Climate Catastrophes have claimed more than 410,000 lives in the last Decade

Climate Catastrophes have claimed more than 410,000 lives in the last Decade

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Globe Live Media, Monday, January 25, 2021
The Secretary General of the United Nations (UN), António Guterres, has requested this Monday an urgent increase in financing to adapt to climate change and catastrophic events such as droughts, floods and rising sea levels, events that have killed more than 410,000 people in the last decade.”Adaptation cannot be the forgotten half of the climate equation,” said Guterres in an intervention during the Climate Adaptation Summit held virtually.

The UN head has specified that the need is even “more urgent” in developing countries, which require about 70,000 million dollars (more than 57.7 million euros) to comply with their adaptation plans against disasters climatic.

In addition, this figure could rise to 300 billion dollars (more than 247 million euros) in 2030, according to the UN Environment Program.

In doing so, Guterres has requested that 50 per cent of the total share of climate finance provided by all developed countries and multilateral development banks be allocated specifically to adaptation and resilience.

“I urge all donors and multilateral development banks to commit to this goal before COP26 and meet it by at least 2024,” he said, referring to the 26th session of the Conference of the Parties to the Framework Convention. Nations Conference on Climate Change (UNFCCC), to be held in November in Glasgow.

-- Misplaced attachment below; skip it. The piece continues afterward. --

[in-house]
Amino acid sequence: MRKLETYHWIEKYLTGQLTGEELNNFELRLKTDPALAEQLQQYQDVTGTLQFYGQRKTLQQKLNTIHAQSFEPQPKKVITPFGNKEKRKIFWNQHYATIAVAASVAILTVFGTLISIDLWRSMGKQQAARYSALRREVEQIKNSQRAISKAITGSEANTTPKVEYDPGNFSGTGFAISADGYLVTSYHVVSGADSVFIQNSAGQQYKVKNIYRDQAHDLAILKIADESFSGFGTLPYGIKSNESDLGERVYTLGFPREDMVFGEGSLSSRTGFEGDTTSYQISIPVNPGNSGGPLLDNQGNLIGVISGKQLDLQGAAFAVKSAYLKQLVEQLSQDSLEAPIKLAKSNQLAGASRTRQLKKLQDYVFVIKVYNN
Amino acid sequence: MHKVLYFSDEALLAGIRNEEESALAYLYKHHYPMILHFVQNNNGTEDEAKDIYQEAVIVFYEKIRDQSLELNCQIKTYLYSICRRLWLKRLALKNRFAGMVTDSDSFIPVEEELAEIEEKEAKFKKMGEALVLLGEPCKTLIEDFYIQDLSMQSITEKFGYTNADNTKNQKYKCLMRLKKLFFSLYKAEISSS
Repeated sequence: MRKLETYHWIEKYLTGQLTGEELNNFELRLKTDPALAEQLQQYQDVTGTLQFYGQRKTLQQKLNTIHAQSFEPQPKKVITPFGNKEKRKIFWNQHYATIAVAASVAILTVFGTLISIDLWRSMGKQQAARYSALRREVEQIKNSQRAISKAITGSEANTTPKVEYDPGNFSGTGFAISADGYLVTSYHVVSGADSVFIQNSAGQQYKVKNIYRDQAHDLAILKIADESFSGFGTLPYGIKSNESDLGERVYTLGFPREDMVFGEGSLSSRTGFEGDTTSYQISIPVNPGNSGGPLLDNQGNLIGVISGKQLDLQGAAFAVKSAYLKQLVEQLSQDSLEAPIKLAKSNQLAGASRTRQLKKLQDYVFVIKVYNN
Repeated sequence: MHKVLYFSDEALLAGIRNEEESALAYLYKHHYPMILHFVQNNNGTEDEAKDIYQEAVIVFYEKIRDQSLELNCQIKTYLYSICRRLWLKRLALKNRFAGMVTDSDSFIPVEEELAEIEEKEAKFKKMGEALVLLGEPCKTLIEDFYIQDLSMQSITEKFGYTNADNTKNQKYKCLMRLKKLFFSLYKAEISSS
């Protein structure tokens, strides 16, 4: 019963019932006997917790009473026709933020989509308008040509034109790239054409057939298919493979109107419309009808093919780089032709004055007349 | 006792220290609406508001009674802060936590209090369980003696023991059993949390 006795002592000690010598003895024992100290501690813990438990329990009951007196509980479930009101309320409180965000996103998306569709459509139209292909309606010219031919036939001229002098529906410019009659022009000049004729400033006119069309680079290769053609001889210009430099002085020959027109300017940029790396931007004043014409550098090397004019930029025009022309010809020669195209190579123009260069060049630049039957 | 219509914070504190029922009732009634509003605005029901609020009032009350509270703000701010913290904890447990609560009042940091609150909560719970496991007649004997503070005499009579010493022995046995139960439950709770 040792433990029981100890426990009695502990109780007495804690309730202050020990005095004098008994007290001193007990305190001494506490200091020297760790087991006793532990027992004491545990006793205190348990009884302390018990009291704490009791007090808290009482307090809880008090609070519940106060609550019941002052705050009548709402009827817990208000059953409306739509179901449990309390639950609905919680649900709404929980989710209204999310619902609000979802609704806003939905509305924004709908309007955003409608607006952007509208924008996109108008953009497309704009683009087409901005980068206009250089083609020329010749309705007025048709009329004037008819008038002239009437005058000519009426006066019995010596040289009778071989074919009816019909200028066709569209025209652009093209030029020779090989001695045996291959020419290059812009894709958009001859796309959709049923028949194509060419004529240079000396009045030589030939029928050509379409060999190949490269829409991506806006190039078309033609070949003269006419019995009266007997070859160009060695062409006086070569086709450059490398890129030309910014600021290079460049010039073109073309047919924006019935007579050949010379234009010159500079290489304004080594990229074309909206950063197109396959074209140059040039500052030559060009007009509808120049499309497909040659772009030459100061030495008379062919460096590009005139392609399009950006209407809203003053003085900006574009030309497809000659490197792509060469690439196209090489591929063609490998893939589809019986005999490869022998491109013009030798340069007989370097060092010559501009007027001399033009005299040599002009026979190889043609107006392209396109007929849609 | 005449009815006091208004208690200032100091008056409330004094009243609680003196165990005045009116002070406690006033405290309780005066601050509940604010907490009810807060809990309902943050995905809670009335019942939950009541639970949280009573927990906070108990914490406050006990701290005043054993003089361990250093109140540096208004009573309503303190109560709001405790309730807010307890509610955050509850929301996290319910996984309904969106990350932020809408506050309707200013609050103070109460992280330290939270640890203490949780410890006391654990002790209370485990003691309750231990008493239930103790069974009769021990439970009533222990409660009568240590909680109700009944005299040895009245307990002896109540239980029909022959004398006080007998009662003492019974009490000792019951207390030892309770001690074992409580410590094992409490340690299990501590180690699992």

Guterres also stressed the importance of early warning systems and risk-based decision making. “With just 24 hours’ notice of an approaching storm or heat wave, damage can be reduced by 30 percent,” he explained, demanding joint work with the aim of guaranteeing global coverage with warning systems. early that reduce human and material losses.

In this context, the UN Secretary-General has also stressed that budget allocations and investment decisions must take into account the reality of climate change.

“Climate risk must be integrated into all development processes, particularly for infrastructure,” he said, while pointing out the need to expand financial instruments triggered by existing catastrophes, such as bonds or investments to support economies affected by disasters.

The UN chief has also called for facilitating access to public financing, especially for the most vulnerable countries, and expanding debt relief initiatives.

Precisely, least developed countries and small island developing states account for only 14 and 2 per cent, respectively, of total climate finance flows, but they bear the most risks.

According to the World Meteorological Organization, there have been more than 11,000 disasters due to weather, climate and water hazards in the past 50 years at a cost of some US $ 3.6 trillion.

Ben Oakley
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